3.5* ...

    engaging and honest ...

    Well written but better suited to someone more interested in the history of Christianity. ...

    An amazing account of an amazing journey. Reflective, honest, thought provoking. ...

    Thought provoking and reflective .. Guy Stagg opened up his heart and soul to share his journey - a beautiful meditation on pilgrimage ...

    Excellent story. Well told. ...

    I always enjoy hearing about activities and events that I believe (or hope) I will never take part in myself. This pleasant account of a pilgrimage fulfilled this want. ...

    ...

    ...

    ...

    ...

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  • sean exner baumann
    Jul 26, 2018

    2013 dawns and Guy Stagg has decided that he wants his life to take a different direction. Having suffered for years from mental illness culminating in a nervous breakdown, he is desperate for a way to get better. He had decided to walk the 3,400 miles from Canterbury to Jerusalem as ...

    From BBC radio 4 - Book of the week: An epic journey, but also an intimate one. After several years of mental illness, Guy Stagg set off one morning, from London, to walk to Canterbury. Ill-prepared and not entirely clear why he was doing this, he nevertheless got there. Exhausted, he...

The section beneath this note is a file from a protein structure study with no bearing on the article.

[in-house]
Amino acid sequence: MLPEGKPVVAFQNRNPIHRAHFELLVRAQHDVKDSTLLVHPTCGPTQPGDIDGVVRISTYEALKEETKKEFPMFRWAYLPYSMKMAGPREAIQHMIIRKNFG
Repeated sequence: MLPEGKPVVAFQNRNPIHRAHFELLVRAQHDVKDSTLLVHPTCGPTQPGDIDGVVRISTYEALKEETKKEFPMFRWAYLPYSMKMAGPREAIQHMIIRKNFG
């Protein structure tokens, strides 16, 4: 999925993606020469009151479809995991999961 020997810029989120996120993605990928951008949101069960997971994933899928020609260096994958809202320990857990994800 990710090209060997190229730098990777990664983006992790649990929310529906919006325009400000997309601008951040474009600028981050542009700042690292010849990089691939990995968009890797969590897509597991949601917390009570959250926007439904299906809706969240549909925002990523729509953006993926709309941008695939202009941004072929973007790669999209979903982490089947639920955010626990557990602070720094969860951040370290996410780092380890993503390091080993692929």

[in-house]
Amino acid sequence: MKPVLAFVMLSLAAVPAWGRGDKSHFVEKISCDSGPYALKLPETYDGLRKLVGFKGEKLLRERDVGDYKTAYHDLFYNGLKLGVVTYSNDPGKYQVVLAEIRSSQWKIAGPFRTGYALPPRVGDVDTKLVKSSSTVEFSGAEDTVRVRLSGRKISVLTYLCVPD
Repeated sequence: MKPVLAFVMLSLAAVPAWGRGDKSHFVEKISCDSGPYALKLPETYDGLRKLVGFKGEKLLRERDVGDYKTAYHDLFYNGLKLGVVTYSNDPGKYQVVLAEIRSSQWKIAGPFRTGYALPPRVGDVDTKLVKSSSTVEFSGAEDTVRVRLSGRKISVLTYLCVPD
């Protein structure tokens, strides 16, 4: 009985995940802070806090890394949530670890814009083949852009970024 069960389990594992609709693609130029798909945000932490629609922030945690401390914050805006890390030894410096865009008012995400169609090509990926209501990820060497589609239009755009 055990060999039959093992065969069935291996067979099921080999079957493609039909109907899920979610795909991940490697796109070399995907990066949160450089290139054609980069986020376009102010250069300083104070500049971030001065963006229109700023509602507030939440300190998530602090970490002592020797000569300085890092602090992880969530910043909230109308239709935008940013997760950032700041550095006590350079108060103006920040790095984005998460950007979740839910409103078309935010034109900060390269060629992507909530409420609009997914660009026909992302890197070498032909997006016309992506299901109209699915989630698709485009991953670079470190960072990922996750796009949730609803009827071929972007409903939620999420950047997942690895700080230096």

This was recommended to me, and I'm glad it was because there was a lot to like in this account of Stagg?s (agnostic) pilgrimage from Canterbury to Jerusalem. The way he related his journey to dealing with the aftermath of crisis and depression reminded me slightly of Richard Mabey?...

    This book describes a sort of Dantean journey across Europe - destination Jerusalem - in which the author makes, or hopes to make, a journey of self-discovery. Consequently much of the interest hangs on whether the reader feels interested in the author and his problems. That could be a...

    From the outset, I really enjoyed the idea of this book. The story he was telling really drew me in. There were some very moving passages and descriptions of the places he visited and the people he met. I really valued his honesty, particularly the parts of the journey that didn't lead...

    The book has charm as a journal of an admittedly impressive yet foolhardy journey. The author manages to convey the combination of actions and thoughts that describes his experiences in a direct, engaging manner. Unfortunately, the journey is also a search for some higher truths and wh...

    3.5* ...

    engaging and honest ...

    Well written but better suited to someone more interested in the history of Christianity. ...

    An amazing account of an amazing journey. Reflective, honest, thought provoking. ...

    Thought provoking and reflective .. Guy Stagg opened up his heart and soul to share his journey - a beautiful meditation on pilgrimage ...

    Excellent story. Well told. ...

    I always enjoy hearing about activities and events that I believe (or hope) I will never take part in myself. This pleasant account of a pilgrimage fulfilled this want. ...

    ...

    ...

    ...

  • Ellie Broughton
    Sep 20, 2018

    2013 dawns and Guy Stagg has decided that he wants his life to take a different direction. Having suffered for years from mental illness culminating in a nervous breakdown, he is desperate for a way to get better. He had decided to walk the 3,400 miles from Canterbury to Jerusalem as ...